The Avaya Toll Fraud and Security Handbook also makes recommendations for improving adjunct system security. Because system adjuncts can be used to log in to otherwise "protected" systems, you should also secure access to the following products:

  • G3 Management Applications (G3-MA)

  • Centralized System Management (CSM)

  • Call Management System (CMS)

  • Manager III/IV

  • Trouble Tracker

  • VMAAP

It is reasonable to presume that adjunct systems that have not been properly secured represent an avenue by which access might be gained to the core call processing and gateway resources. For example, AIM Technology (www.aimtechnology.com) is a company that provides a third-party application for Avaya Call Center telephony solutions. From an Avaya Community Forum post regarding AIM, we discovered "the defaults for [AIM] IMD are user=admin and pswd=admin123."

This is not to state definitively that the user ID and password remain the defaults to the AIM application, nor that the AIM application can indeed be used to compromise an Avaya Call Center deployment. It's simply illustrative of the fact that default user IDs and passwords of adjunct systems may be "out there."

Default Password Lists

Several default password lists can be found on the Web. These links include Avaya systems as well as many others:

  • http://www.searchlores.org/defpasslist1.htm

  • http://www.e-tech.ca/017-Default_Passwords_ad.asp

  • http://www.phenoelit.de/dpl/dpl.html

  • http://www.hackers-news.com/hn_passwd.php

Countermeasurs Replace Default Passwords

For the Avaya Communication Manager system, when you've loaded a valid production license and password file, replace these passwords. Avaya recommends installation instructions that allow a technician to change these passwords, and future versions of the software will prompt the technicians for a new password during installation.

All passwords used for access to Communication Manager and adjunct systems should be changed from their defaults, and you should check your systems for accidental use of default or well-known passwords. Also, require that passwords be "strong," meaning at least eight characters with mixed alphanumeric and symbol characters. Where possible, use password aging to make sure passwords are changed periodically.

Attack Default IP Phone User Passwords

Popularity:

8

Simplicity:

9

Impact:

6

Risk Rating:

8

The following text is from the IP Endpoint Installation Help for the Avaya Installation Wizard, which suggests it is "customary" to configure a phone's password to be the reverse of its extension:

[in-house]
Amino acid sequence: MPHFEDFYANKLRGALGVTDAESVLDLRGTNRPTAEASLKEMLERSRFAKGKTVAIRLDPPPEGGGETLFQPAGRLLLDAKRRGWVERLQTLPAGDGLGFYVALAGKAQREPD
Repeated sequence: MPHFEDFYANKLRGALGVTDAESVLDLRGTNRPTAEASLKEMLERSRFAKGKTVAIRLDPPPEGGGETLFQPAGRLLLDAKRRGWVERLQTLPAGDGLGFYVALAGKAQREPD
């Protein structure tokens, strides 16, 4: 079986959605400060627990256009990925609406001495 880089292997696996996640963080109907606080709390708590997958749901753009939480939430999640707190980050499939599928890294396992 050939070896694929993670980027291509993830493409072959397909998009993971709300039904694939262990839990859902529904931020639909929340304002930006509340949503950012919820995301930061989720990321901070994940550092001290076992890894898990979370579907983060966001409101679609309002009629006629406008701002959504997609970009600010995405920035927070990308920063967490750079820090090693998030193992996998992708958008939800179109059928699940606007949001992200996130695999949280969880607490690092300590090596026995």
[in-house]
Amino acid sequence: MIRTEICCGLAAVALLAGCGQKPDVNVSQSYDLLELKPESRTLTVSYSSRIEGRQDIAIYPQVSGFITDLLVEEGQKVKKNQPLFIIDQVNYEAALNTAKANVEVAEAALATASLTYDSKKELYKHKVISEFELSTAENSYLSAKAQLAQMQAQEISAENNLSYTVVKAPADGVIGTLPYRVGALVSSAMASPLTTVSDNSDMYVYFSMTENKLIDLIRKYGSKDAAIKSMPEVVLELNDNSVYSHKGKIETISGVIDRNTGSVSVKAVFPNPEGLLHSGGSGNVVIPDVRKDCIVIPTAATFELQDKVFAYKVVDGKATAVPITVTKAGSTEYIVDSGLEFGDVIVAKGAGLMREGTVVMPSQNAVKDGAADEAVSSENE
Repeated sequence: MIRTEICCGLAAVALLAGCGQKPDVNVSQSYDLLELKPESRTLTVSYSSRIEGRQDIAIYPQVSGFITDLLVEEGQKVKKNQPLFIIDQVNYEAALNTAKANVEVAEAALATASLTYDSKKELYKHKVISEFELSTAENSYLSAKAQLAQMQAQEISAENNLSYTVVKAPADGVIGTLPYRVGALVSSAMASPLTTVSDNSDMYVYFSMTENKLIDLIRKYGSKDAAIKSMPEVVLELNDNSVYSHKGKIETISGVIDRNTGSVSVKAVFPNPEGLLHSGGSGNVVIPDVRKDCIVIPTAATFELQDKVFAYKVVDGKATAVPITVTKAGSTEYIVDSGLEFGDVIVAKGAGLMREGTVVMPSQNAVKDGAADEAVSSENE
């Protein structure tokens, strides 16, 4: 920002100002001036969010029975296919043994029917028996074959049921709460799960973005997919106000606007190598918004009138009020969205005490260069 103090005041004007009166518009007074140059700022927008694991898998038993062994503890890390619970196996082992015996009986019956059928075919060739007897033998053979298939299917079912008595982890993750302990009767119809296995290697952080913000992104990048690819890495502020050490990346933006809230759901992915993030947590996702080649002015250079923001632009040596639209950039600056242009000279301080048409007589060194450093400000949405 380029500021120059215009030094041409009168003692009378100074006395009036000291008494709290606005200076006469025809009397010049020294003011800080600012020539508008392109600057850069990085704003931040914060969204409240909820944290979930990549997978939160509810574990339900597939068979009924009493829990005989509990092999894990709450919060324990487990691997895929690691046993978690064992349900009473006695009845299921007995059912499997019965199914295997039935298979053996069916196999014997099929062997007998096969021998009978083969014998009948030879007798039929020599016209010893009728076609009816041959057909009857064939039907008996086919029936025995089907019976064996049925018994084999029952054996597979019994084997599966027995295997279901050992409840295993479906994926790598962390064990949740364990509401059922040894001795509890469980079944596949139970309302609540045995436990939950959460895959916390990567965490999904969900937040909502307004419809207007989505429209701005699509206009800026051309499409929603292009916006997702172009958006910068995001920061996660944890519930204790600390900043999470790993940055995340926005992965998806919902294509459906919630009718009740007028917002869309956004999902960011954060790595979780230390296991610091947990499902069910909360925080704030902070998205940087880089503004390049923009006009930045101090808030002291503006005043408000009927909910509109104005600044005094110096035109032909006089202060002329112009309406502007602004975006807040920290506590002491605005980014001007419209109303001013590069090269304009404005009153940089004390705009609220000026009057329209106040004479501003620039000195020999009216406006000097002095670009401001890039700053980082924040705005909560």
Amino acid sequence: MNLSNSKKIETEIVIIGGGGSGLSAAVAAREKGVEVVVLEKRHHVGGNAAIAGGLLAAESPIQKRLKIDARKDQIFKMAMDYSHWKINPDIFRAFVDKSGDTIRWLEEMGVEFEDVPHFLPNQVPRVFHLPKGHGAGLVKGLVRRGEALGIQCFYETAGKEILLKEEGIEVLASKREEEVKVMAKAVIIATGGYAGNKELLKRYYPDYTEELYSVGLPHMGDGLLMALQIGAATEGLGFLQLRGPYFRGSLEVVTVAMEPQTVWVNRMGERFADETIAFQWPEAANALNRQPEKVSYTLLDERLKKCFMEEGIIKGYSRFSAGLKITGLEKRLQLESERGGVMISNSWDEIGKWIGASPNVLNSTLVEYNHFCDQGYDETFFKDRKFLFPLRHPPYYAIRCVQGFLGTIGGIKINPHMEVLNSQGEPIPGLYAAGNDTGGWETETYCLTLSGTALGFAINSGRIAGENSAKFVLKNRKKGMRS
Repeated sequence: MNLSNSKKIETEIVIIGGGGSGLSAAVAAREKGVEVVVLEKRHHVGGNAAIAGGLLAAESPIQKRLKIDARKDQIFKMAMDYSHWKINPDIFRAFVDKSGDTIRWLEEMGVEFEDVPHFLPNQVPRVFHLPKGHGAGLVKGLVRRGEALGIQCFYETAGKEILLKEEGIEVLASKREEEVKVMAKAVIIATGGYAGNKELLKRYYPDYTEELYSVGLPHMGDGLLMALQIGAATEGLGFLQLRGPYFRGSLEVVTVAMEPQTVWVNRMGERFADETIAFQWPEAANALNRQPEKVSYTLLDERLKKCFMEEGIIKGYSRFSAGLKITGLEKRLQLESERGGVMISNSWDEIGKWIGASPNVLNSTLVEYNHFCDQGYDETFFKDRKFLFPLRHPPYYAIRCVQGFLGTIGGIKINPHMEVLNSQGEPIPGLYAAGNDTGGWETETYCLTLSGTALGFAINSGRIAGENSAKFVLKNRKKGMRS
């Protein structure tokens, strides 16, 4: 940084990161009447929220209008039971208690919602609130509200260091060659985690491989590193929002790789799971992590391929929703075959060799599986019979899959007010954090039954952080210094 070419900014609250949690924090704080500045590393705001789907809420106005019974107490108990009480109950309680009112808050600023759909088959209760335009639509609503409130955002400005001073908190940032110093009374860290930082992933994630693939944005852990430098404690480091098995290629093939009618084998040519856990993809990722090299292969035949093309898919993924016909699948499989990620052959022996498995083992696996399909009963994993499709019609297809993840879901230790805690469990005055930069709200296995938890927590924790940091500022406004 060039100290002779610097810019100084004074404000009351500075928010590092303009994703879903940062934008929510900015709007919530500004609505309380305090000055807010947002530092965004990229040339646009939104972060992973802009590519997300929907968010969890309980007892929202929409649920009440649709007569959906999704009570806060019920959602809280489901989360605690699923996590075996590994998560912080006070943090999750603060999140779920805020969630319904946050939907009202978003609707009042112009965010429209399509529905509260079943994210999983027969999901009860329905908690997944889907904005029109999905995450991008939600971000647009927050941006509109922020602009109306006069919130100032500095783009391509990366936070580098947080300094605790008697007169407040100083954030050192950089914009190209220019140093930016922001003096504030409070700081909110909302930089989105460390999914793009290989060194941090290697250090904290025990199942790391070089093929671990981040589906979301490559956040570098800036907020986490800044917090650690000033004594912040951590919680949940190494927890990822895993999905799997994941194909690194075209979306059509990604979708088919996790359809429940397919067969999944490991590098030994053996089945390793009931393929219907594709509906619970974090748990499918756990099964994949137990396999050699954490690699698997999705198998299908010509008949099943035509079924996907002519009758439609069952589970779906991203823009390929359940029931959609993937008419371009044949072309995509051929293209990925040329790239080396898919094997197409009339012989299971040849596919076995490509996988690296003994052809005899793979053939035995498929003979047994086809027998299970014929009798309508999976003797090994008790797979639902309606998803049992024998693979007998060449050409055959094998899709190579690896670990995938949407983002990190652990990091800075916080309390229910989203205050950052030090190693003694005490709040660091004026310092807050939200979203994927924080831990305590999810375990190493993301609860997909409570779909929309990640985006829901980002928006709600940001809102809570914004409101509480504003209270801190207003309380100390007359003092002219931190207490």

"For extensions 47 digits in length, it's customary to set the password to the reverse of the extension number. For example, if the extension number is 5441234, set the password to 4321445. However, if the extension length is 3, then you must add a trailing 0. For example, if the extension number is 123, set the password to 3210."

Avaya then suggests following these steps to install the IP endpoint:

  1. Plug the IP endpoint (telephone) into the Ethernet wall jack.

  2. The endpoint detects and displays the speed of the Ethernet interface in Mbps (that is 10 or 100) The message No Ethernet is displayed until the software determines whether the interface is 10 Mbps or 100 Mbps. The following is then displayed:

     DHCP: s secs, * to program 
    Caution 

    Do not press * unless you want to program the IP phone manually.

  3. Enter the extension followed by the # key:

     Extension=nnnnnn, #=OK NEW=_ 
  4. Enter the password followed by the # key:

     Password=_ #=OK 

The following is a post from a user on an Avaya Community forum (http://www.avayausers.com/showthread.php?s=9c4f7f3d6e55fd0cdc16396f06c01078&threadid=168 5&highlight=password):

"Thanks for the reply.
In our office the extensions are used for different areas of our business. Everyone has cell phones for personal messages.
I don't really understand the bottom part of your reply but I will pass it on to the guys who did the programming for us and see if they understand it.
All of our extensions are all set up with 1234 as the password ."

It is not hard to imagine that many deployments might follow the same convention, at least until VoIP infrastructure attacks become commonplace.

Countermeasurs Default Password Countermeasures

There are several countermeasures you can employ to address the problem of default passwords. These are covered next .

Change Default Passwords

All passwords used for access to IP phones should be changed from their defaults, and check your systems for accidental use of default or well-known passwords. Avaya plans to improve the wording in the Avaya Installation Wizard to emphasize the need to select a difficult-to-guess station security code.

Use Strong Passwords

All passwords should be "strong," which means difficult to guess, unrelated to the extension or some other known value, and containing mixed alphanumeric and symbol characters wherever possible.

Future versions of the firmware will allow for longer passwords.



Hacking Exposed VoIP. Voice Over IP Security Secrets & Solutions
Hacking Exposed VoIP: Voice Over IP Security Secrets & Solutions
ISBN: 0072263644
EAN: 2147483647
Year: 2004
Pages: 158